Two sobering yet inspirational documentaries are perfectly paired on Hiroshima No Pika
, a superb DVD for all-ages viewing. The art of Toshi and Iri Maruki is horrifying--they focus exclusively on people after atomic bombings of Hiroshima and Nagasaki in 1945--so the film may be somewhat disturbing for very young children, but the whole point of the Marukis' art is to never forget the horrors that human beings have wrought upon each other. Married for decades and collaborating as "rivals" whose art represents a formal clash of their highly different techniques, the Marukis create huge murals depicting the aftermath of the bombings (or the rape of Nangking, or the Nazi Holocaust), and as Iri Maruki (Japan's most celebrated illustrator of children's books) describes it, "when I draw people who are being slaughtered, I also feel as if I'm being slaughtered." Her remarkable response to this raw emotion is to draw "with kindness" toward the dead and dying, while Toshi alters her watercolor illustrations with his own smearings of India ink, transforming the work into something even darker and deeper in meaning.
The 25-minute Hiroshima No Pika (2005) is a moving rendition of Iri's award-winning children's book about a young girl and her parents in the aftermath of Hiroshima. Susan Sarandon (who provided anti-nuclear activism web-links for the DVD's bonus features) narrates the tale with subtle, heart-rending perfection. Hellfire: A Journey from Hiroshima is an hour-long, Oscar®-nominated documentary from 1986 that provides an in-depth portrait of the Marukis and their methods of creating some of the world's most hauntingly powerful artwork. The humanity that shines through--and the Marukis' passionate anti-war statements--makes these two films highly worthwhile for classes, discussion groups, or anyone seeking to appreciate these uniquely creative people. --Jeff Shannon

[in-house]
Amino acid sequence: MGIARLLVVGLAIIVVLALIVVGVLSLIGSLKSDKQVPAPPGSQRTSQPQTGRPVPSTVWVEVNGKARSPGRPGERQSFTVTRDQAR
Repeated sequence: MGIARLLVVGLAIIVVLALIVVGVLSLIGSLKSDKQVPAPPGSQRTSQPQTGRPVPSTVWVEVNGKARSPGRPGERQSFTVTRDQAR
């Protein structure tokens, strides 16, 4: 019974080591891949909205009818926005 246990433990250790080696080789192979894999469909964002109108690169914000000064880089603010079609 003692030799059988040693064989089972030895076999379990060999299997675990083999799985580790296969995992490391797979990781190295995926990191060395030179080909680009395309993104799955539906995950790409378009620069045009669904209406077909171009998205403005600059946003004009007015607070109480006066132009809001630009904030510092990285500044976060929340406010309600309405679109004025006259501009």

Narrated by Susan Sarandon, HIROSHIMA NO PIKA is an animated film based on the award-winning childrens book by the Japanese artist Toshi Maruki. Through Maruki's fearsome yet beautiful water color illustrations, the film tells the story of a young girl and her family who live through the horrific bombing of Hiroshima. Susan Sarandon lends her talent to this timely story, inspiring children to remember Hiroshima in hopes that it will not be repeated. Nominated for an Academy Award, HELLFIRE: A JOURNEY FROM HIROSHIMA captures the artists Iri and Toshi Maruki in action as they create "one of the world's most powerful and sustained expressions of the effect of the atomic bomb"- the Hiroshima Murals. Haunted by the memories of Hiroshima after the atomic blast, the Maruki's began a series of monumental paintings depicting what they had seen. With engaging interviews and extended sequences of the Marukis at work, HELLFIRE reveals a message of hope in our nuclear age, and is a reminder of the power of art to render visible and meaningful what still seems unimaginable.